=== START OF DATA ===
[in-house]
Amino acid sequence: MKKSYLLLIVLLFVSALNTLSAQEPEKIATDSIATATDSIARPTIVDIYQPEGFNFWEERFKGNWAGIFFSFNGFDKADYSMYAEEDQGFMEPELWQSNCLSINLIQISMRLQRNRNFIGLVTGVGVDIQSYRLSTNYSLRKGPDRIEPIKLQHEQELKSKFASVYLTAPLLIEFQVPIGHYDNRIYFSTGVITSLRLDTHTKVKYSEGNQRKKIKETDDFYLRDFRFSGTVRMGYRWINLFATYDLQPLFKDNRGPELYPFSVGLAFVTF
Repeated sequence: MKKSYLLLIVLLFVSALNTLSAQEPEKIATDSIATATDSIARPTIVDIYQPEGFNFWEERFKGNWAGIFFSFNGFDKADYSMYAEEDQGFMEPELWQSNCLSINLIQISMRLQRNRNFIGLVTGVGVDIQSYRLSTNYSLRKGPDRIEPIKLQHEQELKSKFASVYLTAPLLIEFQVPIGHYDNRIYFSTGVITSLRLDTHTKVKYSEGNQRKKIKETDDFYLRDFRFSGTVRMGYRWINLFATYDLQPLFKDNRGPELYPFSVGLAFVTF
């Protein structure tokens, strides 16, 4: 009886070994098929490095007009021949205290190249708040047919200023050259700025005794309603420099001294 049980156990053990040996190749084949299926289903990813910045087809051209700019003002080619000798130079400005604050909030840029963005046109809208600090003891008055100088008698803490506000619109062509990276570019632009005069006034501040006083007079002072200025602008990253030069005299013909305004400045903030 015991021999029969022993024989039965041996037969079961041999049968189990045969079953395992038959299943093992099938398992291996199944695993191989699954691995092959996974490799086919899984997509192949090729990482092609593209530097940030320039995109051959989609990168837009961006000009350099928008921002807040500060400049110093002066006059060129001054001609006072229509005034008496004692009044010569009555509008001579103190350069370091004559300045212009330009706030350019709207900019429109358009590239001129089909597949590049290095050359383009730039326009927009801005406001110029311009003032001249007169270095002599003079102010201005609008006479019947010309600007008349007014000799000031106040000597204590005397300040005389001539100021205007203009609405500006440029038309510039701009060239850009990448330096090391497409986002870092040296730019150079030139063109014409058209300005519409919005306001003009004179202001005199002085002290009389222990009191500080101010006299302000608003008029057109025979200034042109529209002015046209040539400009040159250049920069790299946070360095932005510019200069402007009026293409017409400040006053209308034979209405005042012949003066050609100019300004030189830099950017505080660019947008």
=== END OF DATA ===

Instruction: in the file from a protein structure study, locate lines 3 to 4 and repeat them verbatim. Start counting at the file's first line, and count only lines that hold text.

Repeated sequence: MKKSYLLLIVLLFVSALNTLSAQEPEKIATDSIATATDSIARPTIVDIYQPEGFNFWEERFKGNWAGIFFSFNGFDKADYSMYAEEDQGFMEPELWQSNCLSINLIQISMRLQRNRNFIGLVTGVGVDIQSYRLSTNYSLRKGPDRIEPIKLQHEQELKSKFASVYLTAPLLIEFQVPIGHYDNRIYFSTGVITSLRLDTHTKVKYSEGNQRKKIKETDDFYLRDFRFSGTVRMGYRWINLFATYDLQPLFKDNRGPELYPFSVGLAFVTF
């Protein structure tokens, strides 16, 4: 009886070994098929490095007009021949205290190249708040047919200023050259700025005794309603420099001294 049980156990053990040996190749084949299926289903990813910045087809051209700019003002080619000798130079400005604050909030840029963005046109809208600090003891008055100088008698803490506000619109062509990276570019632009005069006034501040006083007079002072200025602008990253030069005299013909305004400045903030 015991021999029969022993024989039965041996037969079961041999049968189990045969079953395992038959299943093992099938398992291996199944695993191989699954691995092959996974490799086919899984997509192949090729990482092609593209530097940030320039995109051959989609990168837009961006000009350099928008921002807040500060400049110093002066006059060129001054001609006072229509005034008496004692009044010569009555509008001579103190350069370091004559300045212009330009706030350019709207900019429109358009590239001129089909597949590049290095050359383009730039326009927009801005406001110029311009003032001249007169270095002599003079102010201005609008006479019947010309600007008349007014000799000031106040000597204590005397300040005389001539100021205007203009609405500006440029038309510039701009060239850009990448330096090391497409986002870092040296730019150079030139063109014409058209300005519409919005306001003009004179202001005199002085002290009389222990009191500080101010006299302000608003008029057109025979200034042109529209002015046209040539400009040159250049920069790299946070360095932005510019200069402007009026293409017409400040006053209308034979209405005042012949003066050609100019300004030189830099950017505080660019947008």